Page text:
Tips: How to Write a Good Article Review
An article review is a standard academic assignment that serves a twofold purpose: First, it helps students to develop an understanding of academic literature by asking them to actively engage with a piece of academic literature at a critical level. Second, it offers students the opportunity to build critical thinking skills that can sharpen their reasoning and make them more critical consumers of information. However, the article review process can be challenging. There are a few steps, however, that will make it much easier to critically evaluate any academic article.
Step One: Read the Article
This might seem like the simplest step imaginable, but it is astonishing to realize that as many as half of all students begin writing their article reviews before they have finished reading the article. You should begin by reading the article all the way through and making sure that you understand every part of it. Academic writing can be more complex and less clear than other forms of writing, so you’ll want to be sure you have a good handle on what the author(s) said and what the article is trying to say before you start the writing process. After all, you can’t review what you aren’t able to explain.
Step Two: Develop a Point of View on the Article
What did you think of the article that you read? It’s important that you develop a clear point of view before you begin writing so you can make sure that every part of your article review supports your main point of view. To that end, you should try to write a thesis statement in which you state your opinion of the article and indicate the main reasons that you feel that this was an effective or ineffective article. Try to avoid using opinionated, value-laden terms like “good” or “bad.” As a critic, your job is to evaluate whether the article was effective, whether its methodology was correct, and whether there were areas for improvement that you saw in the text.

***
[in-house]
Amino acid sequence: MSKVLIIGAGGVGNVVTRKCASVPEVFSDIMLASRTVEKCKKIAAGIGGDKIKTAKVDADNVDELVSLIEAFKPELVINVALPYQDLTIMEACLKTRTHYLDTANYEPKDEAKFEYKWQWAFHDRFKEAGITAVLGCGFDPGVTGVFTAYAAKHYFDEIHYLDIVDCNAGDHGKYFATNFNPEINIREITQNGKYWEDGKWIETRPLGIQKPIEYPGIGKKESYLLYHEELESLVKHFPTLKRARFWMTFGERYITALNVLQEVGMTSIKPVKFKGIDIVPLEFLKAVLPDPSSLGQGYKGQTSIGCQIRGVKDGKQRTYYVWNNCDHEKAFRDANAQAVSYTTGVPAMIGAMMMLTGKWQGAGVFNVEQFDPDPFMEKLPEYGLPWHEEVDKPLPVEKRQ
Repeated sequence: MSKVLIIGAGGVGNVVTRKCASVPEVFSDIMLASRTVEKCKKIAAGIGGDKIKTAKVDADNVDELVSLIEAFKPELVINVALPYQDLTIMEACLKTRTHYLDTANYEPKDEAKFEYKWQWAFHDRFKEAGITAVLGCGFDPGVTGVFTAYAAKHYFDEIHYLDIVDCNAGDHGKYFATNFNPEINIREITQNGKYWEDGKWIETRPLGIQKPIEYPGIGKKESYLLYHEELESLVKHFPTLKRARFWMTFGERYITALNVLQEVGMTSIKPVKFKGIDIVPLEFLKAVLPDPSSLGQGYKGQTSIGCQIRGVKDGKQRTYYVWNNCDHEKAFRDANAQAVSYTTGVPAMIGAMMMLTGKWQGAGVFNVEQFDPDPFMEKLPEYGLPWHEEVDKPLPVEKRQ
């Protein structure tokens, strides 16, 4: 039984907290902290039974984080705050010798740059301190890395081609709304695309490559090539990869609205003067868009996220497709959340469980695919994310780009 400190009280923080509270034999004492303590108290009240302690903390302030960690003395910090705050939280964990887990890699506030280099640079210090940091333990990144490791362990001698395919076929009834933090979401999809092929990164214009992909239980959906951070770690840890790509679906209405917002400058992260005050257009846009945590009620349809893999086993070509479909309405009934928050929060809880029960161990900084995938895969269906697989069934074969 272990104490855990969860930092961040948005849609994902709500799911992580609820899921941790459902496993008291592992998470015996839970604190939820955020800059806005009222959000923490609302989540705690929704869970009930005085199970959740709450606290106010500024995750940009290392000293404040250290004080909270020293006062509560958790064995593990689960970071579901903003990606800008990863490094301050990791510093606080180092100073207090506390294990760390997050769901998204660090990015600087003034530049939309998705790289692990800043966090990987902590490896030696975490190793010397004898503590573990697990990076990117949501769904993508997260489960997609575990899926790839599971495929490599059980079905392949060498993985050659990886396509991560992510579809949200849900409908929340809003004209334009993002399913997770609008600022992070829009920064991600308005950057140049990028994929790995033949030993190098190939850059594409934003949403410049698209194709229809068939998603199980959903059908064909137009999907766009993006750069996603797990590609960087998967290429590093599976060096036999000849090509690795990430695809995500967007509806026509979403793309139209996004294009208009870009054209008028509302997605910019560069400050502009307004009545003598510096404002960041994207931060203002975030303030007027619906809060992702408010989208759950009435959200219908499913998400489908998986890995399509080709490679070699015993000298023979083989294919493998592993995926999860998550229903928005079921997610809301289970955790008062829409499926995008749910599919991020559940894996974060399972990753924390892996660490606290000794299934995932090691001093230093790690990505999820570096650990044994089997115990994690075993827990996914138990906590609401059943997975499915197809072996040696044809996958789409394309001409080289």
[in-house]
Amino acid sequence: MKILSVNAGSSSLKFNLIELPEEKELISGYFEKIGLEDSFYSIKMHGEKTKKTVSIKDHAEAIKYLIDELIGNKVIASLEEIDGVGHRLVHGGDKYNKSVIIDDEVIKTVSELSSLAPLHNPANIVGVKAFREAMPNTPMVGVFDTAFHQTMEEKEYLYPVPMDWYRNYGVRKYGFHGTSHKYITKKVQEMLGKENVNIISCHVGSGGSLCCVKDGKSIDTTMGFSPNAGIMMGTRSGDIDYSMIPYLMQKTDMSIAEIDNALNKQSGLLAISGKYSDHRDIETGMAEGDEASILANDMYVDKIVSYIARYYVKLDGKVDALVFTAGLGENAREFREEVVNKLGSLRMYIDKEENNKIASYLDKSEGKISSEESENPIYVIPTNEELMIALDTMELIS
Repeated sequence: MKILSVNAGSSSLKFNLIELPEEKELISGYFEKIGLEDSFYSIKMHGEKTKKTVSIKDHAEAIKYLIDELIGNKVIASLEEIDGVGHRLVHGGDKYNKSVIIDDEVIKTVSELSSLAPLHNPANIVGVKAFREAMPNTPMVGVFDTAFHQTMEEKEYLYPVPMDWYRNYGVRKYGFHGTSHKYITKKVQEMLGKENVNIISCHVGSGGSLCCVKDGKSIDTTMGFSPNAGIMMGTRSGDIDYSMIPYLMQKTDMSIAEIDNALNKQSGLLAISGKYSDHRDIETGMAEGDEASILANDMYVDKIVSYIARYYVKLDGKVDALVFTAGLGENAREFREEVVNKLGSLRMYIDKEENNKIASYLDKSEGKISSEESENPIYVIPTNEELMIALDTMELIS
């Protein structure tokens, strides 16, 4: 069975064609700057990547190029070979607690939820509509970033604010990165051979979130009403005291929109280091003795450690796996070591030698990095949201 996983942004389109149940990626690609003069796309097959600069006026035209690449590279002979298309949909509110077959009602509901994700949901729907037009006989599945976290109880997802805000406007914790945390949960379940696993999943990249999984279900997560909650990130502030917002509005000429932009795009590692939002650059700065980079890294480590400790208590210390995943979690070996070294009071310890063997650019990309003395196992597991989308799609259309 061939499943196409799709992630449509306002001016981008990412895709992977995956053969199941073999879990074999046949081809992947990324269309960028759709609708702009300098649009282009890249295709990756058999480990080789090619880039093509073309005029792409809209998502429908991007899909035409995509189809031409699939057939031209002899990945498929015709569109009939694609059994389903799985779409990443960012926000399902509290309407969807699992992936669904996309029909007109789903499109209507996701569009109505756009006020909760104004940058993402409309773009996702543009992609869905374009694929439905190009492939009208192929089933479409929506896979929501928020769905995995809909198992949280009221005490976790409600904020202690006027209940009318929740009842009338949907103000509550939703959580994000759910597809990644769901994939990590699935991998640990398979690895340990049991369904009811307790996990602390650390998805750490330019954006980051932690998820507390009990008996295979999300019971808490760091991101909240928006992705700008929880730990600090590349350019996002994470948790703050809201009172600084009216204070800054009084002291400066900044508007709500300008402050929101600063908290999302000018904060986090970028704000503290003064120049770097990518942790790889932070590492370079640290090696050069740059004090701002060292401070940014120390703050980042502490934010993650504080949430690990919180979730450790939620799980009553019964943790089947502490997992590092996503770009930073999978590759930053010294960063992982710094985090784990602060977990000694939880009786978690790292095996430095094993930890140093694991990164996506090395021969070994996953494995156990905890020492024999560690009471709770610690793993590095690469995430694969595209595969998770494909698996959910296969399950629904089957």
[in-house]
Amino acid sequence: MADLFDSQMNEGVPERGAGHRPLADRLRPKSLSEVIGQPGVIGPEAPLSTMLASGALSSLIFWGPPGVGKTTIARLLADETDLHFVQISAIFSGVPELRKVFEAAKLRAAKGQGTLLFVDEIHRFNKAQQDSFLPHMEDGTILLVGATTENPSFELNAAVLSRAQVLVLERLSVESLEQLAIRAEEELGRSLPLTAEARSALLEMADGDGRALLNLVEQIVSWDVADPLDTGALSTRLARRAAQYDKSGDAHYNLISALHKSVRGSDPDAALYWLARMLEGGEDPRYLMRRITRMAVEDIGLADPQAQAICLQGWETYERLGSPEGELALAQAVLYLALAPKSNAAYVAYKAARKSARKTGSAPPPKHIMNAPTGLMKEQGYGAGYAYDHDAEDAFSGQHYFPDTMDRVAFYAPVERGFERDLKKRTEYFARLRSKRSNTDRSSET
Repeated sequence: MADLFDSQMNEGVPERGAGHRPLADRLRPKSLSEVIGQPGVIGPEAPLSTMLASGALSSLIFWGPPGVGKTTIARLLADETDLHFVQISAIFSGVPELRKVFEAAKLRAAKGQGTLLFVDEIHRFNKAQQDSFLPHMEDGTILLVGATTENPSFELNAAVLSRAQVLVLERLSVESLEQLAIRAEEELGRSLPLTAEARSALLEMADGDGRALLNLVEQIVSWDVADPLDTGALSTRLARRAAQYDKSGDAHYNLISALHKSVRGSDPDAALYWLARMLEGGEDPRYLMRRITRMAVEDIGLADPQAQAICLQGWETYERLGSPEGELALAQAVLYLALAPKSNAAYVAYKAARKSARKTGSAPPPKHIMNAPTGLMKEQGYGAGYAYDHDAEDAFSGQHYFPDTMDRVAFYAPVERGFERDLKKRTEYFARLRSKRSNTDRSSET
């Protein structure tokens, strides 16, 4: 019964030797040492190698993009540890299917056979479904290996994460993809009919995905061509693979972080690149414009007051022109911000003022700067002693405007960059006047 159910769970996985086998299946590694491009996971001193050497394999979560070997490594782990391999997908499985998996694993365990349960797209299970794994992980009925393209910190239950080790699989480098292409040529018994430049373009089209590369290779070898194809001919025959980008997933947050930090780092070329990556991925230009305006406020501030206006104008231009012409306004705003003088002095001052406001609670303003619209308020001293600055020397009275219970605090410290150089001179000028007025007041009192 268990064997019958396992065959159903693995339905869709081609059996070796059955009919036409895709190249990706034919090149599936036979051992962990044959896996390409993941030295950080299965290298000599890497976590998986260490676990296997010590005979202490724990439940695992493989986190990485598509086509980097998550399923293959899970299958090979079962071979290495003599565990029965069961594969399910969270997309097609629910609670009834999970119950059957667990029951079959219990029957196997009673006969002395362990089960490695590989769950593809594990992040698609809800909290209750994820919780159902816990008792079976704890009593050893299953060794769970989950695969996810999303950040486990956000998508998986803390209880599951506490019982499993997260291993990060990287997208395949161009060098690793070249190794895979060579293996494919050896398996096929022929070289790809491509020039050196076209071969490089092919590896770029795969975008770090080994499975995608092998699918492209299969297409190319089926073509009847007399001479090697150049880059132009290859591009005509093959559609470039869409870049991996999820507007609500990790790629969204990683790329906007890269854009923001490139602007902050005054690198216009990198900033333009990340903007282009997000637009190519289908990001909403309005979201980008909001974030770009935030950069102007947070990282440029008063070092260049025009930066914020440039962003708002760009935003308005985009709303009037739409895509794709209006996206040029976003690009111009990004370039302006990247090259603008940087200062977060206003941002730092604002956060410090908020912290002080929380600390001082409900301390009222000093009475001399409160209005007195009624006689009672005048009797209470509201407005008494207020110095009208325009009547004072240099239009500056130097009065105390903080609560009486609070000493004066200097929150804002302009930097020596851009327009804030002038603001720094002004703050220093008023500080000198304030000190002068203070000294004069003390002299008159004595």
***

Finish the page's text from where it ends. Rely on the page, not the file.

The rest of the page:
Step Three: Create a List of Specific Examples
Before you write your review, make notes about specific examples from the article that support your point of view. Identify the article’s research question, hypothesis, and methodology so you can report them to your readers. These examples and specific pieces of information are essential for any review, so picking them out ahead of time will save you time and keep you from having to go back and re-review the article as you attempt to summarize and critique it.
Step Four: Write Your Review
Now you’re ready to write your review. To do so, you should begin with an introduction that briefly summarizes the topic, leading to your thesis statement. The main body of the review should summarize the article, indicating the research question, the hypothesis, the methodology, and the results. After briefly summarizing the article, you should critique it with specific examples indicating what elements were effective and which were not effective. Conclude by explaining to your readers whether the article achieved its goals or whether more research is needed to draw firm conclusions about the topic.
Step Five: Proofread Your Work
This may sound like an obvious step that you will do automatically, but it’s nevertheless one of the most important. In academic writing a careless typo (a plural in place of a singular noun, for example) can completely change the meaning of research results. It’s very important that you carefully review your paper for mistakes and typos. At this point, it’s also a good idea to double check the original article to make sure that your conclusions about it are in line with the article and accurately reflect a fair reading of the article. Once you’ve done that, you’re all done!
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